We understand that this past holiday season has been abnormal. Australian families may or may not have been able to travel to spend time with loved ones due to the Coronavirus pandemic. But whether you were able to see your ageing loved ones, or not, they still need our attention.
Have you had the conversation yet this year?
As our parents age, they can unfortunately begin to decline in mental and/or physical health and well-being. During the holidays, you may have had time to stop and recognise this decline. It is not easy to discuss the ailing mental or physical health of our parents. They may resist your suggestions; they may not feel that they need to change anything in their daily lives.
But by being proactive and starting plan-for-the-future conversations, you will help prevent your loved ones from being caught off-guard when a health, financial or legal issue occurs. The trick to these conversations is engaging without fear or alienation.
Simple Steps to Communicating Well
Fortunately, a team of home care professionals has already anticipated roadblocks and reservations about the conversation covering health, finance and legal needs of older relatives.
Right at Home’s practical RightConversations Guide offers families tools and pointers for talking through relatives’ options. The solutions-driven guide helps resolve communication gaps and conflicts between seniors and their family caregivers as they discuss how to design a care strategy that works for everyone.
The following steps from the RightConversations materials are easy to understand and put into practice.
Step 1: Gather the important information
The RightConversations Information Journal is a practical starting point to assist families in collecting the pertinent details about a loved one’s health, doctors, family history, finances, insurance and other personal information. The Information Journal includes streamlined forms to keep all the relevant information in one place.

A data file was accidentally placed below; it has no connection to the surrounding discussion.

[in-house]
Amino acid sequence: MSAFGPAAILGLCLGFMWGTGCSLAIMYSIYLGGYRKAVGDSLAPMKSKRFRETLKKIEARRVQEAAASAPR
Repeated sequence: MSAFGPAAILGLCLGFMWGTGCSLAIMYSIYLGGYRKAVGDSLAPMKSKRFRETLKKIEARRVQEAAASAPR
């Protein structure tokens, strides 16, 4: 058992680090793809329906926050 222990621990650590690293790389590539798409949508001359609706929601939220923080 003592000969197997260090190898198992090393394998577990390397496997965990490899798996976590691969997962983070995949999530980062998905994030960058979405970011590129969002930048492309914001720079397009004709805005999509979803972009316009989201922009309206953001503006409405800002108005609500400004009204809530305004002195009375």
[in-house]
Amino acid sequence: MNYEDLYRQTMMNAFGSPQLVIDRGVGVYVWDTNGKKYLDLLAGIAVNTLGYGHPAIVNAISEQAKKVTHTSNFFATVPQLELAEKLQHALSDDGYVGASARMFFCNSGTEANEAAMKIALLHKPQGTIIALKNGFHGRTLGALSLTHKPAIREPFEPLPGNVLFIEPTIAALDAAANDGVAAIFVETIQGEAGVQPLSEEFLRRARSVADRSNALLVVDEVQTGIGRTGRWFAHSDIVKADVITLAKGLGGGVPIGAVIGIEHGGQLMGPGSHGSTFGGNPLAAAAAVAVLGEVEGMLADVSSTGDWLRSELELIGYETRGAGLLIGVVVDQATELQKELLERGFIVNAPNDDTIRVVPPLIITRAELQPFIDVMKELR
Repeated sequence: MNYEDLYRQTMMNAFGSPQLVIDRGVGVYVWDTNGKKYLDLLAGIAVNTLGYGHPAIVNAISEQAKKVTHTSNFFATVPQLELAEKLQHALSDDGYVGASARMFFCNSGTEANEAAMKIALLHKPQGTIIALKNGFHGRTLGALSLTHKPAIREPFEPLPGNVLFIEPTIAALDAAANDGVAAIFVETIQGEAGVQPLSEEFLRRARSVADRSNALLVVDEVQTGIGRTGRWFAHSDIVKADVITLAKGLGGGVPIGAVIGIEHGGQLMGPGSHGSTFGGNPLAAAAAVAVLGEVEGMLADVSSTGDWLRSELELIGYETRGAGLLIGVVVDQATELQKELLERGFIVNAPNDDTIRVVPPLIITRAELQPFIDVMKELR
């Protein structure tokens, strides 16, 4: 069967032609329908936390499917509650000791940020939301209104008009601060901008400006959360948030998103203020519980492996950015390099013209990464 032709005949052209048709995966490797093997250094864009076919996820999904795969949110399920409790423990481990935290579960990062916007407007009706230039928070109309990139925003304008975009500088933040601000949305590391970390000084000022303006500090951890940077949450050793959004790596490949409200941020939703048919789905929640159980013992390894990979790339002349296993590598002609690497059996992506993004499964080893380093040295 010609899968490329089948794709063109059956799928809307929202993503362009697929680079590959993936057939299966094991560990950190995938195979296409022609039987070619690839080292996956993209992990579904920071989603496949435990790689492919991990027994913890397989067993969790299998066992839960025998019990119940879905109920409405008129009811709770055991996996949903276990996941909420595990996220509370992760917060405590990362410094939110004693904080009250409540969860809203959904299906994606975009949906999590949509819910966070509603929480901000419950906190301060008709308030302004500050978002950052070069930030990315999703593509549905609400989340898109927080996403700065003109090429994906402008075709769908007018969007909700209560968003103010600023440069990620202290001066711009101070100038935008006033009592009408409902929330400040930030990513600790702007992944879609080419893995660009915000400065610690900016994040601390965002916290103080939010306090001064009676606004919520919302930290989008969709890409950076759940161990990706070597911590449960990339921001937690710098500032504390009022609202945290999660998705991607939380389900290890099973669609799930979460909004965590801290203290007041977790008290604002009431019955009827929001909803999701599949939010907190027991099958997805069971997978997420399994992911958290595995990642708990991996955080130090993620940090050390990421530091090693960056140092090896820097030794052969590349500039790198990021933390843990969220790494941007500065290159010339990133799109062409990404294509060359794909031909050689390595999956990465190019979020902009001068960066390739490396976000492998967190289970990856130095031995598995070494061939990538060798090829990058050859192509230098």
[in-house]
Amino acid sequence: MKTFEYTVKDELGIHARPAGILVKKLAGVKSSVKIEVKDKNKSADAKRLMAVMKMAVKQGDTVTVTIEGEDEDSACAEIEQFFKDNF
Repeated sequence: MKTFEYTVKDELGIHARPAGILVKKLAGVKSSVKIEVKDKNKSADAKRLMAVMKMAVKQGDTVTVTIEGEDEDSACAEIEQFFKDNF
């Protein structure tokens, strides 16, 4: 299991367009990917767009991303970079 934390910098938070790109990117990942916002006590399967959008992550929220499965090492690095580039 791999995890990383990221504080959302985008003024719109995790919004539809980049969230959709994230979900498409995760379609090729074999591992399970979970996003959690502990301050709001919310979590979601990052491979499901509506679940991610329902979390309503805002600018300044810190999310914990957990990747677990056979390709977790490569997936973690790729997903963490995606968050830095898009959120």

Because your parent’s health may be in flux, it is essential to document facts about their current condition and medical care. The following suggestions in the information-gathering stage can help with wise choices moving forward:
- Make a note of what you see occurring. Do you notice your loved one can no longer perform specific tasks?
- Listen to your inner voice. That internal messenger could be telling you something is not quite right with your loved one or their condition is changing.
- Accompany your ageing relative to doctor appointments so you hear information firsthand and can get a true picture of your loved one’s condition.
- Ask about medications. You can obtain information about the loved one’s medications and their adverse effects from a physician, pharmacy, library or the Internet. Problems arise when medications expire, are the wrong dose or the wrong prescription.
Step 2: Organize tasks that need to be delegated to family members or service providers
The RightConversations Family Action Planner documents the actions each family member will take to better support their loved one and includes an area for contact information of those who may assist in the care of the senior. Listing these to-dos helps keep a record for all parties involved.